Tom DeLay's long political career ends... but his problems may be just beginning.
This button, from the Watergate era in 1973, can be used in perpetuity.
Will the Democrats in 2006 appropriate a Republican slogan from 1946?
Eighteen years ago today, Michael Dukakis won the Wisconsin primary, essentially ending the suspense regarding the 1988 Democratic presidential nomination.
It had nothing to do with the Abramoff investigation, said the man whose former deputy chief of staff had, only three days prior, pleaded guilty to influence peddling — a plea that, for the first time, puts ethical misconduct directly into the office of Congressman Tom DeLay.
Whatever, the biggest surprise about the announcement by the former House majority leader — that he will not only drop out of his race for re-election but resign from Congress as well — is perhaps that it came as a surprise. It was one thing to be indicted in Texas on what may or may not have been a bogus charge by Travis County District Attorney Ronnie Earle. Republicans claim Earle is hopelessly partisan, and regardless, they were confident the indictment would be thrown out. But when you find yourself in the middle of an investigation by the federal government, as part of a wider scandal involving former lobbyist Jack Abramoff, then it's not to be dismissed as a mere nuisance. It did not shock or awe anyone when DeLay dropped his goal of regaining his post of majority leader earlier this year — a position he had to forfeit following his indictment in Texas — once Abramoff pleaded guilty and started talking to prosecutors. It was at that moment when it appeared his long political career was reaching the end of the line. So perhaps his resignation shouldn't come as a surprise, either.
DeLay insists that his reason for stepping down is not about any ethics investigation. It's that he didn't have the appetite for a "negative, personal campaign" — which is what his bid for a 12th term had become. He says he could have defeated his Democratic rival, former Congressman Nick Lampson, but not without a price. It would have taken too much out of him, his constituents, and his party. And so by stepping aside, he argues, a stronger Republican can come forward to fight for the seat. On that count, he's probably right. It's a district that President Bush carried in 2004 with 64 percent. And while Texas' 22nd Congressional District has become more Democratic — an outcome that DeLay is responsible for, having ceded some of his GOP bastions to help increase Republican representation in neighboring districts — his relatively weak showing two years ago, against an unfunded and unheard-of rival, is attributed more to his own ethical shortcomings than anything else.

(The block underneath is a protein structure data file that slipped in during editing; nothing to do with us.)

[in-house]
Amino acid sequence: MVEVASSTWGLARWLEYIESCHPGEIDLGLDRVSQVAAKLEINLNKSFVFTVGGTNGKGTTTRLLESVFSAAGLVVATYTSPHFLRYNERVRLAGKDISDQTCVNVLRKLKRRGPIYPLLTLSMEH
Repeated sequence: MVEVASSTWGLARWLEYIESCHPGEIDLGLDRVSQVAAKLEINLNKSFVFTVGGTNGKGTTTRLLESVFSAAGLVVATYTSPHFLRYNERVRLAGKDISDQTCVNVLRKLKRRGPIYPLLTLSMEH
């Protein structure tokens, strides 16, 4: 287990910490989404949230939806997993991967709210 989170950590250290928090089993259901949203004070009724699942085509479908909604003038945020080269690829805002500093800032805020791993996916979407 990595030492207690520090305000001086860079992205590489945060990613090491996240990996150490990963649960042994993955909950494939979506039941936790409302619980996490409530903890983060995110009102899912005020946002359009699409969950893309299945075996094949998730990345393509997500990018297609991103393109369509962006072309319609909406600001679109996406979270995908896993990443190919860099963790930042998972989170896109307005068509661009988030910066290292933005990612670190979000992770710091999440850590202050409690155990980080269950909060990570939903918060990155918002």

If you buy the Democrats' argument that a Republican "culture of corruption" is pervading Congress, and that Tom DeLay is the culture's poster boy, then his removal from the scene may ultimately be good news for the GOP. The only reason anyone has ever heard of Nick Lampson was because he was running against DeLay. With DeLay now on the sidelines, will anyone care about Nick Lampson? Will Barbra Streisand, George Soros and Co. continue to open their checkbooks for someone running against a no-name Republican? A good question. DeLay said on the day of his resignation announcement that it was the worst day of Lampson's campaign. There may be some truth to that.
But do Republican election woes disappear simply because DeLay is gone from the scene? No, not when there's an unpopular president conducting an unpopular war. It's very possible that voters' attitudes for the '06 midterms are already set. But seven months is a long time off.